Hong Kong’s banking industry has formally completed phase 1 of opening the doors to using APIs, as per the Hong Kong Monetary Authority’s roadmap. This involves third parties such as fintechs to make a simple registry to get the data from banks.
But fintechs are not getting easy access to the data.
“We need to provide a business case and negotiate with each and every bank to get access,” said Ankit Suri, founder and CEO of Planto, a Hong Kong fintech that automatically tracks consumers’ financial activities. “It requires a lot of business-development resources.”
Open banking is meant to let customers, be they individuals or companies, to control access to their data, with API – application programming interfaces – the tool to manage customer consent and the sharing of data among their banks and third parties, such as fintech companies, corporations or others. Banks should pivot from owning customer data to serving more as data custodians.
It is the law of the land in the European Union, and the de facto standard in North America. The HKMA in July 2018 laid out stages to put Hong Kong at the vanguard of open banking in Asia.
Planto does not need authorization from the bank for taking the data outAnkit Suri, founder and CEO of Planto
The deadline for the HKMA’s phase 1 was January. HKMA officials told local media that as of February, 21 banks were now operating 500 APIs, 160 third-party service providers (TSPs) have registered. Most of registries are still on a trial basis, however, with only 30 TSPs actually serving their end customers with services based on bank-held data.
To avoid lengthy process with each bank, Fintechs may look to API aggregators such as Jetco, said Suri.
But this will still involve banks agreeing to engage with Planto. “We present what we want to do [via Jetco APIX] and they pass the request to all the banks,” Suri said. “Whoever approves the request will be accessible to us.”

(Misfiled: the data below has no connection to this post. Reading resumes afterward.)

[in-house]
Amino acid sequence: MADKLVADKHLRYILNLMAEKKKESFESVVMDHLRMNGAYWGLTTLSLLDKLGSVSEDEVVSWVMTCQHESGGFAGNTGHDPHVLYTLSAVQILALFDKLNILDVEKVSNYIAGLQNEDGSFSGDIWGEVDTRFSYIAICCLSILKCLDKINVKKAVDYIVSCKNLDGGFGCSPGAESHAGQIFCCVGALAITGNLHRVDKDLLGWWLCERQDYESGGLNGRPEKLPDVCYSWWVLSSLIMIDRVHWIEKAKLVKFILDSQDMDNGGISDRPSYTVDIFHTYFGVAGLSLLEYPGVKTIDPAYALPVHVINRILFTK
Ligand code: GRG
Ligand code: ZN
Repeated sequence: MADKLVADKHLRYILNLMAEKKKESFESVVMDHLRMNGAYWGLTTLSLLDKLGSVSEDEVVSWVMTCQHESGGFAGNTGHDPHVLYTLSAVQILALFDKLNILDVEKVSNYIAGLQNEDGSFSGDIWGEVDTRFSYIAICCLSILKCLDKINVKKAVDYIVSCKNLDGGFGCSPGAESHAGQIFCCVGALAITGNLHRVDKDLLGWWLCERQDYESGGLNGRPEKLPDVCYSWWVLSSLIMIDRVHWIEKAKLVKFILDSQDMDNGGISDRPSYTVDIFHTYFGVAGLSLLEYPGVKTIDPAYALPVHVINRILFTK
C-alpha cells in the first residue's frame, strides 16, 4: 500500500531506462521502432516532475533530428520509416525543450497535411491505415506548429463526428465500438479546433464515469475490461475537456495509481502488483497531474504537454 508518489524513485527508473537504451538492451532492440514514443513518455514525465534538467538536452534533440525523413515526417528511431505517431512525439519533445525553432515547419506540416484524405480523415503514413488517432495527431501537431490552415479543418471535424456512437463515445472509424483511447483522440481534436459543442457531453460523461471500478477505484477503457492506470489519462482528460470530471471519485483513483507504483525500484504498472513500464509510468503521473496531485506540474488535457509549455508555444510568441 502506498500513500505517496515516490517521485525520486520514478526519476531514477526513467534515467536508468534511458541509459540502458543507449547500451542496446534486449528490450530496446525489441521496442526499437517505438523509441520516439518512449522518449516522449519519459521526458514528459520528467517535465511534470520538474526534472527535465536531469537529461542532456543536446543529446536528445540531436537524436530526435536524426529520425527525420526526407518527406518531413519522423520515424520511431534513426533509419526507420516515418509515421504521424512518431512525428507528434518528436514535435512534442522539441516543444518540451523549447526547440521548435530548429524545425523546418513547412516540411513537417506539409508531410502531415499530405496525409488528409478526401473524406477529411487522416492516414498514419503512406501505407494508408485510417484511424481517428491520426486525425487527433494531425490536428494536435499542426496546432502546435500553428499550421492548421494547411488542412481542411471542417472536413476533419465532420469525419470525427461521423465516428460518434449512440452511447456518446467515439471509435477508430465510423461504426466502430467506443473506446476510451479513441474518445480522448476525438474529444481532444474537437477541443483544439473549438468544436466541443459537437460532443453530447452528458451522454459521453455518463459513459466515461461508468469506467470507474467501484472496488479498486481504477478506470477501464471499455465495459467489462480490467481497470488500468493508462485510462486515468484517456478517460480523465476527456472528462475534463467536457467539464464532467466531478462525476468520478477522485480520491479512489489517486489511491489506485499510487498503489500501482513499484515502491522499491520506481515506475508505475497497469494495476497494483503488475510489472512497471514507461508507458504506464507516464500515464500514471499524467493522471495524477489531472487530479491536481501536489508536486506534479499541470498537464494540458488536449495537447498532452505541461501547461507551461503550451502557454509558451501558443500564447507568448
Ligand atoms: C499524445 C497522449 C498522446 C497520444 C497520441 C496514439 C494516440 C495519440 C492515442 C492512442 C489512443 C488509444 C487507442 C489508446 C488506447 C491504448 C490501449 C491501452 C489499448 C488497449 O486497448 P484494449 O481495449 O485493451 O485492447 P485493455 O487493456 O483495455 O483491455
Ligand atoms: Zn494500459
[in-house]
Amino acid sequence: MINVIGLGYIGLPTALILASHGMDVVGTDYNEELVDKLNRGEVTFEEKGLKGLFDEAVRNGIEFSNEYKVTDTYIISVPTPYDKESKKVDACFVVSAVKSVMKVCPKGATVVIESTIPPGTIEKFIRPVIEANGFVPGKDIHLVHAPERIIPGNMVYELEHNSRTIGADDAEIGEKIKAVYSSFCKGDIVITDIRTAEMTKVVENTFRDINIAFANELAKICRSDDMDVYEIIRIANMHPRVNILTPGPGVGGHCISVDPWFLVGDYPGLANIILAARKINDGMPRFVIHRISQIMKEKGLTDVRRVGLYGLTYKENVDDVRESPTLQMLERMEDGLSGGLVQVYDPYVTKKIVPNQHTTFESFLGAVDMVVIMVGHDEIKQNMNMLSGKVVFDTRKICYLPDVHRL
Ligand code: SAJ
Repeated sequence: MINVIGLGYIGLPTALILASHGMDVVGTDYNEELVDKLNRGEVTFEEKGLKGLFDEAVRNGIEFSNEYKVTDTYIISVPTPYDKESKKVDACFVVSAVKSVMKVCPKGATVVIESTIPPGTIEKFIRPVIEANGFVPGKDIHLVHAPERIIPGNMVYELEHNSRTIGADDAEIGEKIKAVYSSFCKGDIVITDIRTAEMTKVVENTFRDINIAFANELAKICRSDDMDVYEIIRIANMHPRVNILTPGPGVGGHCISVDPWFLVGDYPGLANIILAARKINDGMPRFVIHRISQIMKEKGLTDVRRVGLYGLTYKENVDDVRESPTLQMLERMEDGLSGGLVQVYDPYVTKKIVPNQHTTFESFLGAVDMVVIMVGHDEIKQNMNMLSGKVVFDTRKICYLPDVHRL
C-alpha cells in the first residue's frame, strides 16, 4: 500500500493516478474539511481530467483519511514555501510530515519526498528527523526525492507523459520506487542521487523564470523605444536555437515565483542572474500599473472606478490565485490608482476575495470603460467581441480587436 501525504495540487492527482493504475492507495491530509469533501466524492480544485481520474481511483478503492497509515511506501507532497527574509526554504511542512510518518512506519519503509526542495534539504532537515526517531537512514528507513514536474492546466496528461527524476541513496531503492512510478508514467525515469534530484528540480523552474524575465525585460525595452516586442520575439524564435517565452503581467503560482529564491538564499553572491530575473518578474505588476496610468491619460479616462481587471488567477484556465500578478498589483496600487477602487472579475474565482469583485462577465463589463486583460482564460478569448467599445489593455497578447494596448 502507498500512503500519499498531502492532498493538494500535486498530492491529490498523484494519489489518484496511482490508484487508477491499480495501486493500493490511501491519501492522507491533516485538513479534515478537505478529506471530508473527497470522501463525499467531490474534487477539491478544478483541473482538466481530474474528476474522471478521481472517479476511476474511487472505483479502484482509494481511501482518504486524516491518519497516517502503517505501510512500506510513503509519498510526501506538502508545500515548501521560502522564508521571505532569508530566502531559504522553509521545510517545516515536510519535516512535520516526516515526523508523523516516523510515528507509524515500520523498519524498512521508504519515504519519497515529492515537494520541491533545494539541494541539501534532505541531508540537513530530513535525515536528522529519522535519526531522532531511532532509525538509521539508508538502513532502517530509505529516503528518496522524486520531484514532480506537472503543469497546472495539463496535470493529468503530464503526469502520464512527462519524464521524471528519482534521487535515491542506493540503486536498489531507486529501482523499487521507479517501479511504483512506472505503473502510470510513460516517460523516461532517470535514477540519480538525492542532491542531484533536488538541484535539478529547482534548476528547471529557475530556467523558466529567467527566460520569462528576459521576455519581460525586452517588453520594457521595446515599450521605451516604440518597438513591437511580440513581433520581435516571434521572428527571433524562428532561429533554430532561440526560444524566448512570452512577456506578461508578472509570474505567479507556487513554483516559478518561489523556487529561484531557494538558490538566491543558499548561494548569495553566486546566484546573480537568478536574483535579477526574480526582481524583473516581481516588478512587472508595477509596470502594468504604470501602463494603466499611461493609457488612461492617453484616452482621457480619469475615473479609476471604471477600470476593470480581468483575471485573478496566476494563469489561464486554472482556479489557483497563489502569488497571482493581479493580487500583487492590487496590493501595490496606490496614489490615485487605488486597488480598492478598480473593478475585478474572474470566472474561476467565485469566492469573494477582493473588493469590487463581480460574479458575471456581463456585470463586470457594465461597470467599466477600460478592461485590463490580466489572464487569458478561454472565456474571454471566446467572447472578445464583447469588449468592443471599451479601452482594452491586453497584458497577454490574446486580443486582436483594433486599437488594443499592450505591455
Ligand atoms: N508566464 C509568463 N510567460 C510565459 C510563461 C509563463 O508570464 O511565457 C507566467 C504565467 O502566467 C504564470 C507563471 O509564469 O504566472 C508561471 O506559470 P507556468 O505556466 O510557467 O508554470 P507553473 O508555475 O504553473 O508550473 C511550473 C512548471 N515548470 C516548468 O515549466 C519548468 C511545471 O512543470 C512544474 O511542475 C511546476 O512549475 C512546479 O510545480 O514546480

Sandy Lau, head of Hong Kong for comparison site GoBear, says every registration requires individual banks to approve it. “Each bank manages their own approvals,” she said, “HKMA does not centralize the process.”
This is in contrast to the U.K., which sets the best practice of open banking. Their regulator maintains a central registry for API users along with minimum security standards; so long as those are met, a TSP doesn’t need a bank’s permission.
HKMA officials have told local media they are looking to develop a similar set of standards for both security and technology.
A spokesperson at HKMA told DigFin: “TSPs are allowed to access the banks’ APIs after they have completed a simple registration process with the banks,” while “registration process should not be used to create entry barriers”.
Banks, insurance companies and asset managers in Hong Kong may feel like they are maintaining control.
But fintechs are getting their data anyway – with or without open APIs. Screen scraping technology can already do a lot of this.
“Think of a robot who logs into your eBanking on your behalf, then reads your eBanking data and shows it on your app.” explained Planto’s Suri.
Planto is using screen scraping to get customers’ account data, which is the goal of phase 3 of HKMA’s open API scheme.
This has sown confusion inside some financial institutions. One insurer told DigFin they were surprised to see their logo on Planto’s website – in this case, for its arm providing investments for the government’s Mandatory Provident Fund scheme. Planto didn’t get their consent to scrub data – which Planto says is perfectly legal.